The blog Looting Matters has asked the following questions. "Ali and Hicham Aboutaam have yet to explain their link with an antiquity returned from Princeton to Italy. Aboutaam's urge that other institutions should "follow suit" and repatriate "antiquities whose provenance may be in doubt" will cause discomfort for two particular institutions: The St Louis Art Gallery: the Egyptian mummy mask and The Cleveland Museum of Art: the Cleveland Apollo. Ali and Hicham Aboutaam have yet to explain their link with an antiquity returned from Princeton to Italy. Will these two museums be returning these two acquisitions in the near future? "
3. Illicit-cultural-property.blogspot.com - St. Louis , Mo. Brent Benjamin Appointed to CPAC
Ton Cremers, an administrator on the invaluable Museum Security Network argues this was an "outrageous" appointment. The reason for the concern is this antiquity, the Ka-Nefer-Nefer mask which I discussed at length last year.
It was stolen from a storehouse in Saqqara sometime between its excavation in an archaeological dig in 1952, and its acquisition by the St. Louis Art Museum in 1998. It may be worth examining this acquisition in more detail. The best summary of the dispute I have found is this 2006 article in the Riverfront Times.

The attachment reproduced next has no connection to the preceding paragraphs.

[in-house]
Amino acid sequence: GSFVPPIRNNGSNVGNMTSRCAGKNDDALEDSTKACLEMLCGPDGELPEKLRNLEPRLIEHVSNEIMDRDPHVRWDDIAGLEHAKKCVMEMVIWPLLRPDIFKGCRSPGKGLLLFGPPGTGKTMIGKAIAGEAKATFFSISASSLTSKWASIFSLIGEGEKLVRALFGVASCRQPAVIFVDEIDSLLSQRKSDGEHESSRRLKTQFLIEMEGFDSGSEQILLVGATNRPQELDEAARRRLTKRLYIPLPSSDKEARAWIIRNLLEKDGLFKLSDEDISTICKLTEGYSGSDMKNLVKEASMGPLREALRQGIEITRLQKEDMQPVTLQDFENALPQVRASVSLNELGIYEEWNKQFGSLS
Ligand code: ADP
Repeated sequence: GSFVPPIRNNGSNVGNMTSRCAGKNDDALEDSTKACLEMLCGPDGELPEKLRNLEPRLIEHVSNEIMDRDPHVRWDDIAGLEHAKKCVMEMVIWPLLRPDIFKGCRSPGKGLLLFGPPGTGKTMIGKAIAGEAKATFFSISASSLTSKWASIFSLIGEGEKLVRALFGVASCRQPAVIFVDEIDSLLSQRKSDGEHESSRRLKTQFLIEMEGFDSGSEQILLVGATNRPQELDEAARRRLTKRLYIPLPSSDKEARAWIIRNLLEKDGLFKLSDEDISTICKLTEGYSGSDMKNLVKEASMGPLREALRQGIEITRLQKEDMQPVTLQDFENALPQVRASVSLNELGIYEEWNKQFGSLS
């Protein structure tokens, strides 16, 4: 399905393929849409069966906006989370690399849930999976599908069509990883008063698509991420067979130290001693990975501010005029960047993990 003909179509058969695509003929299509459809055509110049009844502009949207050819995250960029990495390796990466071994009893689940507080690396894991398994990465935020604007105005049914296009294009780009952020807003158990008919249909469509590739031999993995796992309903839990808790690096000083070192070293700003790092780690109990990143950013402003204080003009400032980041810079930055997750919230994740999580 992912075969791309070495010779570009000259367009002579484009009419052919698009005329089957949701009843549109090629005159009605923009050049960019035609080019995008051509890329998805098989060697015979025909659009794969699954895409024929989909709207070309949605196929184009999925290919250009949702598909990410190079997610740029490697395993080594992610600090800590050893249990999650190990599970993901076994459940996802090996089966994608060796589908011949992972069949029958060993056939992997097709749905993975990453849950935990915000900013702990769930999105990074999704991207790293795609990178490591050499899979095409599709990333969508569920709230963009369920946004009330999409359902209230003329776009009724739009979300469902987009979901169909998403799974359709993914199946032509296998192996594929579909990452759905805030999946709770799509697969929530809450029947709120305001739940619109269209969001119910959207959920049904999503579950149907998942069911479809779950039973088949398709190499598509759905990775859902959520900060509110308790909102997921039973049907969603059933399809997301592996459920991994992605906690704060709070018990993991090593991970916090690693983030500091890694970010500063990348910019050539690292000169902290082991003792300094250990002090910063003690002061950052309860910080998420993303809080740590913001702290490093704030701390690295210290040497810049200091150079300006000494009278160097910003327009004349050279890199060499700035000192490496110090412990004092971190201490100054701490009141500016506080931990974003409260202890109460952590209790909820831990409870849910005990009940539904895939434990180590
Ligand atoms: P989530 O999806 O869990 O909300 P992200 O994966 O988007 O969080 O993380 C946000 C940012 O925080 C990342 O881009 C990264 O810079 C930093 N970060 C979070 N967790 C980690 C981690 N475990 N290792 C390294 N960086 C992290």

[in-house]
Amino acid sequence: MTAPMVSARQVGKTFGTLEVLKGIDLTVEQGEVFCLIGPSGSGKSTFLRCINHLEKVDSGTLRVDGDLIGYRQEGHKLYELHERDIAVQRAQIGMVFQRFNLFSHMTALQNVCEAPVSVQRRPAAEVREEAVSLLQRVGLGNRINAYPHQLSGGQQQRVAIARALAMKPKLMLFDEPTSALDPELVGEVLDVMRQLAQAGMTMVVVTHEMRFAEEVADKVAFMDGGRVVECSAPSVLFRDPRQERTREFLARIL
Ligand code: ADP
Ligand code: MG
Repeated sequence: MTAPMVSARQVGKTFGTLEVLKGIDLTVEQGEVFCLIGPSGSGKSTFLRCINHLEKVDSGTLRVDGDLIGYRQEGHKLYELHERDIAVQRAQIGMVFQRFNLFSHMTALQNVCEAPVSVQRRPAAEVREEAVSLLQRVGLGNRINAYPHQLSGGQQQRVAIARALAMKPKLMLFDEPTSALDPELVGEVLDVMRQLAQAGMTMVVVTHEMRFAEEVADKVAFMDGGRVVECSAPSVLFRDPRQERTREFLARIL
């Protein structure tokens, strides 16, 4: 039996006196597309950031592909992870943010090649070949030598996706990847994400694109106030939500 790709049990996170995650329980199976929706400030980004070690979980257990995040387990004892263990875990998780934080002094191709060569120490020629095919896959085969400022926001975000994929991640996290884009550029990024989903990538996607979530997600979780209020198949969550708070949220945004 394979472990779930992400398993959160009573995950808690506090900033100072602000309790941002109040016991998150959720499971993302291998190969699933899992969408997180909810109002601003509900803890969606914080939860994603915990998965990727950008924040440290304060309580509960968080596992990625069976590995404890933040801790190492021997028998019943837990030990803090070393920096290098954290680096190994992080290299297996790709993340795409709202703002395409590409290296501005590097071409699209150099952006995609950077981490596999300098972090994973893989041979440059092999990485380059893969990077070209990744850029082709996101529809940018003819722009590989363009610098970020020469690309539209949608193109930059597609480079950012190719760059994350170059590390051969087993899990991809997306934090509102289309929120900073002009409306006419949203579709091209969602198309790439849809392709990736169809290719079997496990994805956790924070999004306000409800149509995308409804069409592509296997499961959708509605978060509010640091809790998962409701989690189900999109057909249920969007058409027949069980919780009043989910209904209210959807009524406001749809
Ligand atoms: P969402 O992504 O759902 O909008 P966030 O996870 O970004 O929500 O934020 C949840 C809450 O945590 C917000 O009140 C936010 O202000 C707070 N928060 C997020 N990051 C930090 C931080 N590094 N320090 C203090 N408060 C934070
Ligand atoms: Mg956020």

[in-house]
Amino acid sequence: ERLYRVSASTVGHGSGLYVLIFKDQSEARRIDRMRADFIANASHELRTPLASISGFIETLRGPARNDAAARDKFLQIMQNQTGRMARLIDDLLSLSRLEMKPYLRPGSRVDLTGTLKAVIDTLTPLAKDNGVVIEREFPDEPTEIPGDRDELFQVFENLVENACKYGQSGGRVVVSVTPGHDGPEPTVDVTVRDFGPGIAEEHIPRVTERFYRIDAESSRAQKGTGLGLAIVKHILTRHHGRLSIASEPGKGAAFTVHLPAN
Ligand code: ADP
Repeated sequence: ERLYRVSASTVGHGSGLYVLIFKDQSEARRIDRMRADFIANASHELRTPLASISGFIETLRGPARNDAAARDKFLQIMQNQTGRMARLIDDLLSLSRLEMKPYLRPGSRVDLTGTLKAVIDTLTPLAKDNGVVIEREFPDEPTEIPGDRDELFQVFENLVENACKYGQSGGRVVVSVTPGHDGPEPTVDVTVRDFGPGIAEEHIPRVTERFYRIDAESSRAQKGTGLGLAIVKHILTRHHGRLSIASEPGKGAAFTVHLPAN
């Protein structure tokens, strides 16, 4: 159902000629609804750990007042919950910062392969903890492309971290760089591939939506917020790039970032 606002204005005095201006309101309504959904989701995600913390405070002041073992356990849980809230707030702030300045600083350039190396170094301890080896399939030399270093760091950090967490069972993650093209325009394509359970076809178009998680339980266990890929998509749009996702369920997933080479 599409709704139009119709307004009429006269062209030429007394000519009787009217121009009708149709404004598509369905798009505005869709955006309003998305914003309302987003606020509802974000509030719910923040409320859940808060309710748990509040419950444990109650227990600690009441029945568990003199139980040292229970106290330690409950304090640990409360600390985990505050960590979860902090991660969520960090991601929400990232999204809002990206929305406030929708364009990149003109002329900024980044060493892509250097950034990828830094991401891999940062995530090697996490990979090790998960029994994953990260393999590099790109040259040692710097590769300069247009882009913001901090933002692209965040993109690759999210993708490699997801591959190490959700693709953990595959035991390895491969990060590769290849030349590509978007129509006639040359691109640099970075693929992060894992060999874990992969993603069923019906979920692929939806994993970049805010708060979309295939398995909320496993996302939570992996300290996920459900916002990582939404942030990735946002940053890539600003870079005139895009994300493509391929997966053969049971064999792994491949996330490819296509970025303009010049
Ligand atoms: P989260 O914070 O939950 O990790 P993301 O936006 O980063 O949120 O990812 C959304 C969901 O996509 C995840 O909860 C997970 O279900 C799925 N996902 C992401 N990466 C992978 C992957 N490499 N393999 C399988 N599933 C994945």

As always, the antiquities trade presents a number of questions. Was Benjamin at the museum in 1998 when it acquired this object? No, he came a year after the mask was acquired. Do his actions with respect to this mask disqualify him automatically from serving on the committee? I'm not sure they do. Does this ongoing dispute between Egypt and the St. Louis Art Museum automatically disqualify Benjamin from serving on the committee? Not according to President Bush, but did the Museum really have clean hands when they acquired the mask? The answer I think is not really.
They purchased it from Hichaam Aboutaam, who has been linked with looted antiquities. The work had been displayed at a Museum in Geneva when the SLAM was considering purchasing the work. However, the museum sent Mohammed Saleh, a retired director of the Cairo Museum a letter asking:.. Read more.. http://illicit-cultural-property.blogspot.com/2008/10/brent-benjamin-appointed-to-cpac.html
4. Museum Security Network - St. Louis, Mo
Summary of SLAM’s Complaint and Legal Arguments